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Identity, sports and overthinking: a personal conversation with Yusra Mardini

The story of the Olympic athlete was at the centre of Netflix hit, The Swimmers, which depicted the struggle of millions of other Syrian refugees and asylum seekers.

Often described as a ‘foreign country’— the future is not always as far as it may seem for avid overthinkers.

For a young Yusra Mardini, the shadow of uncertainty coupled with the constant anticipation of what the future holds was a close companion for her throughout her life. But the life-long acquaintance made its departure when the unexpected occurred.

In 2015, Mardini, now an Olympic swimmer, was left with no choice but to flee a war-torn Syria in hopes of finding a better life and chasing after her athletic dreams.

“I’m an overthinker, so I think about my future almost everyday [… but I did have confidence in myself and for that I’m really thankful,” Mardini told Doha News on the sidelines of TedinArabic in Qatar on Sunday.

As the war raged in Syria under the Bashar Al Assad regime, Mardini, who was 17 at the time, along with her sister, Sarah, departed the country.

It was the moment the cruelty of war threw them into the merciless waves of the Aegean Sea.

The sisters found their way onto a dingy from Turkey to Greece after initially travelling from Syria to Lebanon.

When the overloaded boat’s motor stopped, Yusra and Sarah, both of whom grew up in a family of swimmers, along with two others, managed to push the boat of 18 passengers to safety for three hours.

The sisters’ arduous journey inspired the Netflix hit The Swimmers, which depicts the struggle of millions of other Syrian refugees and asylum seekers.

Recounting the moment she first saw the BAFTA-nominated movie, Yusra described it as “emotional”.

“We thought that the movie portrayed Syrians and Arabs in such a beautiful light that is not usually shown in the media. The Arab world is always viewed or shown as this grey or beige area, which is not true at all,” Mardini told Doha News.

‘Our’ story ‘as Syrians’

For Yusra, The Swimmers was more than just a movie about her personal story, but also about the struggle of millions of Syrians seeking shelter away from war.

Some of the viewers have asked the sisters about the characters, including Nizar, who acted as their cousin.

“A lot of people asked about Nizar, a lot of people have asked about other refugees in this story […] to us, it was always more than a movie. It is our story and the story of millions,” Mardini noted.

Yusra and Sarah were able to gradually begin their life again after spending a period of time in a refugee camp near Berlin, before being connected with a swimming club.

Fast forward to 2016, Yusra was selected to compete in the Olympic Games in Rio within the world’s first ever Refugee Olympic Team.

“I hope to share that sports can change your life. I also hope to share that being a refugee does not mean that it’s over,” the young Olympic swimmer said, when commenting on the message she hoped to share with the audience at the TedinArabic event.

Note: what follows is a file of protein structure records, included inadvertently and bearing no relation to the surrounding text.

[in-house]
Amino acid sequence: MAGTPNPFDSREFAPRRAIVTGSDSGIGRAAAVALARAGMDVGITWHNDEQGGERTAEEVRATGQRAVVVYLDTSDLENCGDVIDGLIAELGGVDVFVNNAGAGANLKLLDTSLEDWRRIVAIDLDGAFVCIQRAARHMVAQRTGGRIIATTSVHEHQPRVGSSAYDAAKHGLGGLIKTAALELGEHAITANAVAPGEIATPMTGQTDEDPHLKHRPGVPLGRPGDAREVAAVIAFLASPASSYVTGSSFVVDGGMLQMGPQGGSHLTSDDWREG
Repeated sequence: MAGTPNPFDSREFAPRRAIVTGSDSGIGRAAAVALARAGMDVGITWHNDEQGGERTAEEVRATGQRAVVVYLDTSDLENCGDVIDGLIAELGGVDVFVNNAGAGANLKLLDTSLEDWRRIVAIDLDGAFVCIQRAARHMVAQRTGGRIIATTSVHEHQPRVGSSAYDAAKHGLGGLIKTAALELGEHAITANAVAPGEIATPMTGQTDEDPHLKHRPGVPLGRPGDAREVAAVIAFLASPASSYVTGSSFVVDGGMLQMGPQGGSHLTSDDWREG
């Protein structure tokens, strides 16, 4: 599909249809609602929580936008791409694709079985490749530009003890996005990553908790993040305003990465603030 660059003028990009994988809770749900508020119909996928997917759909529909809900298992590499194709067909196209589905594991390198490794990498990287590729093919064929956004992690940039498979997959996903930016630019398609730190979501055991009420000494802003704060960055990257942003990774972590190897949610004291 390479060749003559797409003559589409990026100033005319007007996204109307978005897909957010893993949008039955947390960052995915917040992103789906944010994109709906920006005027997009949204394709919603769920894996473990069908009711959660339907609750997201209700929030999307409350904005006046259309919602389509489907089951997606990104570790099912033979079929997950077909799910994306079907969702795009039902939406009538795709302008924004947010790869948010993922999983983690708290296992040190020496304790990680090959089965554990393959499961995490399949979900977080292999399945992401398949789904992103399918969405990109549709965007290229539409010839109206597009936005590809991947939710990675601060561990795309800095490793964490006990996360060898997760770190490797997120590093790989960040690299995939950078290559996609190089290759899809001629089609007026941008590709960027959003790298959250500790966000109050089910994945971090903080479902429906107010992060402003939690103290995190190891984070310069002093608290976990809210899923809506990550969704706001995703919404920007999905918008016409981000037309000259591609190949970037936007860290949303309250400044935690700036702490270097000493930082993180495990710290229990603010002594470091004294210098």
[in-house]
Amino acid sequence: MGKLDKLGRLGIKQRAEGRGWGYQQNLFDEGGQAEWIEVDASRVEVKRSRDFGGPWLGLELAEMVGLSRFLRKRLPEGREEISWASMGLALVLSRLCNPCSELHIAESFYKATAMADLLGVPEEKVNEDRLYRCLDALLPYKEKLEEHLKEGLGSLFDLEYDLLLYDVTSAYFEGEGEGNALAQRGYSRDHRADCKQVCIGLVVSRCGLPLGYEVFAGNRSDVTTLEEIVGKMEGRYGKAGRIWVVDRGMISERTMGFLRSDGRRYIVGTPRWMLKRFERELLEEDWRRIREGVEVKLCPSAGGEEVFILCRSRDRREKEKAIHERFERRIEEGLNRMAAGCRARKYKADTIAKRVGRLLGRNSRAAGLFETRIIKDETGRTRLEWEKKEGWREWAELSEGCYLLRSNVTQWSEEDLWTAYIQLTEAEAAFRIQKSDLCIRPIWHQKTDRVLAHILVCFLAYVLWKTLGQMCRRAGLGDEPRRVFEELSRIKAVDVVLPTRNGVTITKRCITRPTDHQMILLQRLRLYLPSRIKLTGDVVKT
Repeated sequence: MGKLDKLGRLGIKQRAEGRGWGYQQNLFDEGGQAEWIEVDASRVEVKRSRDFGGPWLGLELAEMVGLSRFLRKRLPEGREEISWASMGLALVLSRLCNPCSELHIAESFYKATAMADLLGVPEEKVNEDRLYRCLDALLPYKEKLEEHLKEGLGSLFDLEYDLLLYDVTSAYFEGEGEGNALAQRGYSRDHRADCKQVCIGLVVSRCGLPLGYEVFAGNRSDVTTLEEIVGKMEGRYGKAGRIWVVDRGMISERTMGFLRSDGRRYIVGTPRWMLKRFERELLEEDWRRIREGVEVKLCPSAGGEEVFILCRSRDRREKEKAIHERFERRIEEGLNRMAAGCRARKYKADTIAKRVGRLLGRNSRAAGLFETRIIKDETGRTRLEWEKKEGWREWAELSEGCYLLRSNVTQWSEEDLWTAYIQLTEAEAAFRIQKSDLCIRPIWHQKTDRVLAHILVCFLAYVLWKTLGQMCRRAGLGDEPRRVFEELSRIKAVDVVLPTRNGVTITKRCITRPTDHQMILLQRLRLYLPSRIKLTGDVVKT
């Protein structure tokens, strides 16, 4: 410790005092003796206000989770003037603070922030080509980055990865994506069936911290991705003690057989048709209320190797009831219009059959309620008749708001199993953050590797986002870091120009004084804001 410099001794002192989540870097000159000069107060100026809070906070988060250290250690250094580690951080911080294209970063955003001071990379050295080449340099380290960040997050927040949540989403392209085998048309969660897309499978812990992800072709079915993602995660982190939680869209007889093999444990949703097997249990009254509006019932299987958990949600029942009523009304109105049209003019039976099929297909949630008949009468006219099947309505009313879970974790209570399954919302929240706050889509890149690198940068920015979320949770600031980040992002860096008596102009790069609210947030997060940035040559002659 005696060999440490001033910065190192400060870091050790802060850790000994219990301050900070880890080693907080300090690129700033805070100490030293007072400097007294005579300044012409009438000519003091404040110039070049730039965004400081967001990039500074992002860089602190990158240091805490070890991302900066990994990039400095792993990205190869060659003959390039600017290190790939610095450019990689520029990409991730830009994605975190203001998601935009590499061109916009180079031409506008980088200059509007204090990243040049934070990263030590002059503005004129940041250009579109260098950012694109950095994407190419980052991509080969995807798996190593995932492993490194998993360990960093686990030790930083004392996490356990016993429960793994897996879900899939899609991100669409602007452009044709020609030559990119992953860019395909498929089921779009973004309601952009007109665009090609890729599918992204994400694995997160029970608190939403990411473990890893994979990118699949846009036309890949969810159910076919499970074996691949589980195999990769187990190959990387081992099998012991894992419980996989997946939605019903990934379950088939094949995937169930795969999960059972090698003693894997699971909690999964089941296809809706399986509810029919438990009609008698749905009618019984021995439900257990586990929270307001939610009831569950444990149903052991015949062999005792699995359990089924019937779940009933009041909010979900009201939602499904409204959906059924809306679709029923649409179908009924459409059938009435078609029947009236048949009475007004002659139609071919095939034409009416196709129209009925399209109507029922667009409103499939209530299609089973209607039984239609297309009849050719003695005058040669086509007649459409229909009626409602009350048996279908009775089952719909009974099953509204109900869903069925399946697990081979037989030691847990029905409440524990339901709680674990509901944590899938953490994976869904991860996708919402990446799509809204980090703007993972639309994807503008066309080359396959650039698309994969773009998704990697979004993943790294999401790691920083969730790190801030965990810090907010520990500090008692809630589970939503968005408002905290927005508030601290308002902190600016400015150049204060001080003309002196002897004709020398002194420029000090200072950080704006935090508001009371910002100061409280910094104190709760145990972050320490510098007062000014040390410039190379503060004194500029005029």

Currently, Yusra is a student at the University of Southern California and a UNHCR Goodwill Ambassador. Her story was retold in her newly-published memoir “Butterfly: From Refugee to Olympian – My Story of Rescue, Hope and Triumph”.

“Being a refugee is not something bad and it might take you a while to go through what you want to go through, but keep a clear view, or a clear vision of your dreams and hopes,” she said.

A stubborn overthinker

Yusra’s upbringing in a house full of athletes was a source of inspiration for her younger self to keep pursuing her dreams.

The Syrian athlete’s eyes lit up as she described her parents, who she said had their fair share of struggles in life.

“It wasn’t an easy journey, but I learned how to fail and try again from my parents. I saw them struggling in general in life. But then they would come back home, they would have dinner and go to sleep and then they would wake up the next morning and try again,” Mardini said.

As she grew older, Yusra said she acquired stubbornness as a trait along with confidence, both of which are factors that helped her to continue her journey despite its set of challenges.

“I think most of us in the Middle East are very stubborn, which some people see it as a negative, but I see it as something very, very positive because we go after what we want and we try again,” she observed.

When looking back at what advice she would impart on her younger self, “Do not stress,” the swimmer said.

A proud Arab

Yusra joined hundreds of others in sharing the Arab region’s rich heritage at the TEDinArabic event in Doha, which she believes is deeply ingrained in her own identity.

“The Arabic language is very important obviously to all of us, even if I live in the West now, it doesn’t mean that I forget about my origin or my Arabic language. And I definitely want my children to speak Arabic,” Mardini said.

Similarly, the young athlete is keen on carrying Syria with her in every milestone while advocating for her homeland.

“I wish I could go back and end the war. If I have the power to do so, I will. I really hope that the war will end very, very soon and the people displaced all over the world will be able to return.

We are all hurting, but I know that my people are strong and that they’re doing great things whether in Syria or outside of Syria,” Mardini told Doha News.

“I want them to know that I will be a voice for them always,” she said.